Sexuality, nudity, and the line are on view at the exhibition of Gustav Klimt’s drawings now in Paris until May 30th. They are on view at the Fondation Dina Vierny – the Musée Maillol (61, rue de Grenelle, 11-6, every day but Tuesday). It is a site that I particularly enjoy because Maillol has always appealed to me. His women do not adhere to the late twentieth-century male fashionista aesthetic of the lean, lanky female body. On the contrary, Maillol out-Rubens Rubens. If I want to feel svelte and validated as a woman, I hang out with Aristide Maillol’s nude statues. But Klimt is another case entirely. His figurative work is decorative, his nudes lean and long. Of what interest could he be to the Fondation Vierny, the repository of Maillol’s work on the rue de Varenne? When you see this show of Klimt’s erotic drawings, the interest becomes clear: both artists concentrate on the sensual beauty of the female form.
But while Maillol’s statues and paintings were meant to be seen by others, Klimt’s drawings were clearly done for his own pleasure, both artistic and sexual. Almost exclusively done in pencil on inexpensive brown paper, the drawings in the show date from 1898 to 1918 and are not arranged strictly chronologically. The earliest drawings are in the second room to your left after you enter the exhibition. They clearly show Klimt’s academic background, especially his reliance on female models in a life class. But he soon arranged for more personal poses seldom seen in academic art. These models recline their heads angled away from the viewer, legs spread, knees apart the better to see the female pudendum.
The pose is not only unacademic, but the pudendum is as well. Nary a hair visible on an academic crotch: the Realist movement led by Courbet put an end to such obfuscation, and the hairy pubis was the triangle of choice. One of Klimt’s drawings is the slightest outline of a body, but the hair on the head is done in detail and the hair on the pubis is equally dark. At first glace that’s all you see: head hair and pubic hair. There’s an entire study of the sexual meaning of hair written in New York in the 1950s. Klimt knew what hair meant without having to read any psychoanalyst’s musings.
In fact, Klimt knew what he liked and he knew how to get it. Unlike Toulouse-Lautrec (died 1901), who drew his love-making women as he found them in the maisons clos of Paris, Klimt clearly posed his women, putting them where he wanted them and how he wanted them. Languorously they pleasure themselves and one another, men on women, women with women, yet it all seems frozen, detached, without tenderness, without the frenzy of heavy breathing or sexual climax. Maybe that’s because these are not the drawings of an adolescent but date mostly from his forties, when a man’s ardor can calm and passion abate.
Yet, this is a man who loved women. He wasn’t angry like Picasso, or depressed like Vuillard, who had only his Martha to model for him. He seemed to have an infinite variety of women available to him, and it turned him on. Of course, we’re not supposed to know that, and we were not supposed to see these drawings either. In some instances that’s still the case because the pencil line is so light and indefinite that it is hard to read. But these are not preparatory drawings, or presentation drawings made for some patron or a friend. They are neither signed nor dated and were meant for his own joy of sex; most of the 120 drawings on exhibit would fit that category.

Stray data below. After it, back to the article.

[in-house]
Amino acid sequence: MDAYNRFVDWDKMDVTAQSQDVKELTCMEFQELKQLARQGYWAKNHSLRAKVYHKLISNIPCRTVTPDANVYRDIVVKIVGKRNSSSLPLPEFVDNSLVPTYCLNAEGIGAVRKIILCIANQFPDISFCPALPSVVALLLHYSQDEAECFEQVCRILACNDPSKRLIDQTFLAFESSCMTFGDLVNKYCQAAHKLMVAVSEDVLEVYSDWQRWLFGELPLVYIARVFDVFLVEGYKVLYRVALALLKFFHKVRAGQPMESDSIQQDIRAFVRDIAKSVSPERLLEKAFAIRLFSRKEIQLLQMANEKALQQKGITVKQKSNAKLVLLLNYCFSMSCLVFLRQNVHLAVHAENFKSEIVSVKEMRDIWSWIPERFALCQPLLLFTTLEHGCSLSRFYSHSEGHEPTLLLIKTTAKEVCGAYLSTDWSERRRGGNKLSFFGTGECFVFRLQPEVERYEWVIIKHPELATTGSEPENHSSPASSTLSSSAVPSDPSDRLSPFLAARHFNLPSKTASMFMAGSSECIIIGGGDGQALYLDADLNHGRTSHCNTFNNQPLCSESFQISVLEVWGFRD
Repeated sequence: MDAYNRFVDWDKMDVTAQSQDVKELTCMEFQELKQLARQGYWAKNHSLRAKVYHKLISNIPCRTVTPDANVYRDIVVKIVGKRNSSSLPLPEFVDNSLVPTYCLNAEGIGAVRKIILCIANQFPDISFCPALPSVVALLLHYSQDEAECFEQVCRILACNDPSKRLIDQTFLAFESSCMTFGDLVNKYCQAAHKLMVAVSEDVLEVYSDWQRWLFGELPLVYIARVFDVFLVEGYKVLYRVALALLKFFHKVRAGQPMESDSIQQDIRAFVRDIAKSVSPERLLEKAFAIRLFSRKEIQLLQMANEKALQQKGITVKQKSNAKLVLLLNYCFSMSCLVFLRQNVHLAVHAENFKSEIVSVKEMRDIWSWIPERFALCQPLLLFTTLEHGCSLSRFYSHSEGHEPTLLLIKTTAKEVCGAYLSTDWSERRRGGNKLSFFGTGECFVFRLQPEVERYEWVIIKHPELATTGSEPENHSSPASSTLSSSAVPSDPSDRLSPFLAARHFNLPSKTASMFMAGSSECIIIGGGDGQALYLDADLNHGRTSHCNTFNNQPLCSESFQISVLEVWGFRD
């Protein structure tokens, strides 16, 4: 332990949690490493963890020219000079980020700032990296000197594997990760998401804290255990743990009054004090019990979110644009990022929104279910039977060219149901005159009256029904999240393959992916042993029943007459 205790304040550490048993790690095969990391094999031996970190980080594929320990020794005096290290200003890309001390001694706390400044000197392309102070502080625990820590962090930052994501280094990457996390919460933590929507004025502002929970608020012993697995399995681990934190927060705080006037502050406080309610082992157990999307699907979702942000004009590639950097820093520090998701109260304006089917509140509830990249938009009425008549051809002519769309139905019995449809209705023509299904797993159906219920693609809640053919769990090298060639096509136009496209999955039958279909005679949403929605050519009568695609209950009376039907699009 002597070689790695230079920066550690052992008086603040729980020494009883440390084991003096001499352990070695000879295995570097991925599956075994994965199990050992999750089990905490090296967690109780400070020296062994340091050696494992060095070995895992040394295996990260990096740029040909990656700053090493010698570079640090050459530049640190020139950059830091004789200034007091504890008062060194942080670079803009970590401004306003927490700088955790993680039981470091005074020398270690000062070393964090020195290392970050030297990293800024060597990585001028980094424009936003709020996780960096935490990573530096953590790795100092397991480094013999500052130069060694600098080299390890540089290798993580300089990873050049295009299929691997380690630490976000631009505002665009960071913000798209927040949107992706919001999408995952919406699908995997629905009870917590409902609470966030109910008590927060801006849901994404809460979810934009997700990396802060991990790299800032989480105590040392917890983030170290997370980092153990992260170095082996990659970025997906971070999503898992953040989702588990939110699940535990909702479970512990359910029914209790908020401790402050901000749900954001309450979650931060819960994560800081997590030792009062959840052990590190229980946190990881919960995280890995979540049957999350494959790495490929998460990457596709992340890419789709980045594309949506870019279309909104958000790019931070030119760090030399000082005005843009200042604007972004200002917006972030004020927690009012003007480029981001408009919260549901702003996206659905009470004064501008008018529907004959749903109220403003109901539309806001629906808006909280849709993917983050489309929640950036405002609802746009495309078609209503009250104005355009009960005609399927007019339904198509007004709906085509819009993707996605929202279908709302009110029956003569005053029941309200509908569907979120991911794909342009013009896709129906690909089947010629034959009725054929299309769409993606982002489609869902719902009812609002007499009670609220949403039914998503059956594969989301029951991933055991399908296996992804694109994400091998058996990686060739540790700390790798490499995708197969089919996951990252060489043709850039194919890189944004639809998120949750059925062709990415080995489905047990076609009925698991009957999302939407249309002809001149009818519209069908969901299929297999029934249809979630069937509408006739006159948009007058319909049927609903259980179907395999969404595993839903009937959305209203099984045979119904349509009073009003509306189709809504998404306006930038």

The drawings also have in common the artist’s dependence on line rather than on chiaroscuro, shadows in shades of gray and black. And while his line can appear unsure, as Klimt goes over it to correct a curve or the position of an arm or a shoulder, he never darkens a line to give a form rondeur or volume or curvature in space. The bodies risk the appearance of two-dimensionality, the kind of flattened forms we know from his paintings of women. But when he wants to show a leg as it projects towards us, or an arm flung over a head, he is perfectly capable of rendering those limbs foreshortened so we are convinced of their projection into space. Strangely, he accepts one kind of space but rejects another.
The exhibition, which begins on the ground floor, continues on the first floor with his last works from 1913 to 1918, when he died. His subject matter is unchanged, his medium is unchanged, but his line seems far less tentative and, for me, much easier to read. He leaned more heavily on the pencil as if no longer afraid to draw his sexual fantasies out loud.
It is here, on the first floor, that the interest of the Fondation Vierny becomes clear. When you leave the exhibition, before you go downstairs to leave, just make two quick detours with me and I think I can show you some analogies between the permanent collection and this temporary exhibition. First stop, off to the right past the first room with the statues, in the second room with Maillol’s paintings of nudes. Suddenly, Klimt’s drawings have come alive. They are fleshed out and round and fully made whole. No, these are not sexual but they are the same matter-of-fact approach to the female form, devoid of romanticism or academic purification. Maillol’s evident love of the female form is a perfect match for Klimt’s adoration of his women’s bodies.
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